A Day in the Life of Ian Moore - Musician, Scholar, Composer, and President of SMASH, Seattle, WA, USA

Tell us about your background and the barriers and concerns you've experienced with healthcare throughout your years as a touring musician.

I was going to the University of Austin, (Texas), when i started playing music. I had no intentions of becoming a full time musician. I had a national tour and went to see my counselor about how to proceed. She suggested that I re-enroll when I was done. I’m still waiting. I have recorded and toured as a musician throughout my whole life. I have been able to support my family through this and for that I’m grateful. A touring musician is an independent agent on all levels. There are no guarantees on anything, and very few safety nets. Insurance is based on big plans, and when you work for a company you get the strength of the group demands, along with the advocacy that comes with that. The only thing close to that for most musicians would be our union, which is outdated and not powerful in those areas, so we are a very vulnerable population. Couple that with the extraordinary demands that constant touring takes on your body and soul, (I don’t stop unless a body part is missing), and you start to deal with some very challenging medical situations. Every musician I know has major physical ailments, and very few of them have the means and time to take care of them. In my case I have some structural issues that would have been dealt with years ago. I have been singing through a major vocal injury that has proven too complicated and expensive to solve to this point so I have “accepted” it and carried on. My story is a typical story for our world, and needs to change


How did you help found SMASH (Seattle Musicians Access to Sustainable Healthcare), and come to advocate so passionately for musicians having access to adequate healthcare?

As much as I would like to take credit for this, I tour out of Austin, and was very involved with both HAAM and SIMS, which offer medical care and mental health care to Austin area musicians. My wife, who is a teacher, was changing jobs. We looked at the health insurance packages, which were about half of her take home pay. I tried to apply for HAAM, but was told that though my band operated out of Austin I would need to look locally in my Seattle area for similar NP’s. I was sure that Seattle, being such a progressive city, would have a plethora of help for artists, and was astounded when I found out they didn’t. I felt both a responsibility to my adopted region and to my fellow musicians, who have been so generous to me throughout my life.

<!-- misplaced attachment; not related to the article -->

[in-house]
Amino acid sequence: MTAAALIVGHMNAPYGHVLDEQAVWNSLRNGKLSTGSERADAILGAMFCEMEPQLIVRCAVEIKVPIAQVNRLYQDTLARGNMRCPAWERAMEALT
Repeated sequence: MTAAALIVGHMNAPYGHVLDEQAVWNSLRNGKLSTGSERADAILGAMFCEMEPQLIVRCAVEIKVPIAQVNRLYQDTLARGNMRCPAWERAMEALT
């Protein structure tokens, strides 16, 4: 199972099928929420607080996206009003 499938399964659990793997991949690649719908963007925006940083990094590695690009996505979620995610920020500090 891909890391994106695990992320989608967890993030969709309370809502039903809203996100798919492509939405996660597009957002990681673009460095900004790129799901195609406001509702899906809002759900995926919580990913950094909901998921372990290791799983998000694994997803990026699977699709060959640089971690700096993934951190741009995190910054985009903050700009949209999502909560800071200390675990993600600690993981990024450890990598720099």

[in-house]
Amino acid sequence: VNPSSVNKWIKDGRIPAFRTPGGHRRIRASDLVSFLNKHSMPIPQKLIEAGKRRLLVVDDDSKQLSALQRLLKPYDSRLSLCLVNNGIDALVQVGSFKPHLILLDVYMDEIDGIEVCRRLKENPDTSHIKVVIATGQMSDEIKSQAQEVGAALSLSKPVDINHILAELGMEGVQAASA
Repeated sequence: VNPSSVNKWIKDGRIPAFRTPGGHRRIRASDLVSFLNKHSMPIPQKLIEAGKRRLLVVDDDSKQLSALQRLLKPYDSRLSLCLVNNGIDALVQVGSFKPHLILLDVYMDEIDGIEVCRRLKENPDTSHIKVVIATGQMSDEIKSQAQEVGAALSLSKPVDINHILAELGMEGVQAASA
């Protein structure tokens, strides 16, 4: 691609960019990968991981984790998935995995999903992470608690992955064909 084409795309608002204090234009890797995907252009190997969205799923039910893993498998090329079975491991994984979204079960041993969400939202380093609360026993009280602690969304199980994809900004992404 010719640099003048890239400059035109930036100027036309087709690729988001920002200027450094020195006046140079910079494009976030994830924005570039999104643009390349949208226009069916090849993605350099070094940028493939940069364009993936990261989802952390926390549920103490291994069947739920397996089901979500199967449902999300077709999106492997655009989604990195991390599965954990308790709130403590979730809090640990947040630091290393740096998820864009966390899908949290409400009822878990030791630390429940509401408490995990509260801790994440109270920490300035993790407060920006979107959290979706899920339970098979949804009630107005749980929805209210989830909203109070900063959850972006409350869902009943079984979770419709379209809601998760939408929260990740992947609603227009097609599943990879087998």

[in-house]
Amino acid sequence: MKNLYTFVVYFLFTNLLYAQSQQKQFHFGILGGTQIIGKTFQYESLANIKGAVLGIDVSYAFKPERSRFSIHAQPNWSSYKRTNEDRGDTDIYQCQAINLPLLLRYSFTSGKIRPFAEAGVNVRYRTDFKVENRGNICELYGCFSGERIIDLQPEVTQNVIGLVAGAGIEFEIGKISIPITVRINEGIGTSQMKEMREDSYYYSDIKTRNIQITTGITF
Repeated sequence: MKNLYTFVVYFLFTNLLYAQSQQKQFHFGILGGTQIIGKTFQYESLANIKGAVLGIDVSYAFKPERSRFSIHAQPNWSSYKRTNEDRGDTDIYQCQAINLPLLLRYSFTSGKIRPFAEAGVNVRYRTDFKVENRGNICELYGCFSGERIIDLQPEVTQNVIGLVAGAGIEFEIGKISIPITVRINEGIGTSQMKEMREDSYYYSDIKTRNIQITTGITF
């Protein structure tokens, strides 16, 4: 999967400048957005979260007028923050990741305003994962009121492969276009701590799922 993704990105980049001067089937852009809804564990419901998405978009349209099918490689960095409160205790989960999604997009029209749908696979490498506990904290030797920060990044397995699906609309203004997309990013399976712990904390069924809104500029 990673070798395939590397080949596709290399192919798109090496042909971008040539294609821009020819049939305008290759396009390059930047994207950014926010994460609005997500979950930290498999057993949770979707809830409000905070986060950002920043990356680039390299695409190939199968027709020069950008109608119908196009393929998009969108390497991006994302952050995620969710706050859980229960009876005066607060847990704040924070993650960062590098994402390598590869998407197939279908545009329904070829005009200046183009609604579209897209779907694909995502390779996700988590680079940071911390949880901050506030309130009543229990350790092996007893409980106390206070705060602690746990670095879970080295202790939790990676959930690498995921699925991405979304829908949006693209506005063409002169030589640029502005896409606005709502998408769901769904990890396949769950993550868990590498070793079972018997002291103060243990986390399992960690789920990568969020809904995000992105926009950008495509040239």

How has your routine changed since the pandemic?

I had a very exciting spring and summer planned. In addition to some amazing festivals and shows, I was also giving a talk for Youtube at their annual creative retreat, which was in Austin this year. As the reality of the pandemic hit, everything fell apart, and I had a very stressful couple of days. I lost a ton of money and it put my family in immediate financial jeopardy. I basically made a career shift in a couple of days; throwing up a teaching platform for online lessons. I am very fortunate to have the reach I do, and have been able to teach guitar and songwriting, as well as the occasional livestream, allowing us to survive through this time financially. I live in the country and have space, as well as having a wonderful family to go through this with. I am grateful for these things, and I have had many poignant moments. This is the longest I have ever been at home and many facets of it have been great. The whole thing has been wrapped with this low buzzing anxiety. I can feel, and often see the suffering around me. Our community is a very vulnerable community, with levels of depression and anxiety that are much higher than the population norms. This is coupled with much higher levels of access and use of drugs and alcohol, and the duality has made for a very challenging time. I lost two good friends of mine to drug overdoses just a couple of weeks ago, and as the pandemic goes on, the inability for musicians to perform really creates a perfect storm to bring these issues forward.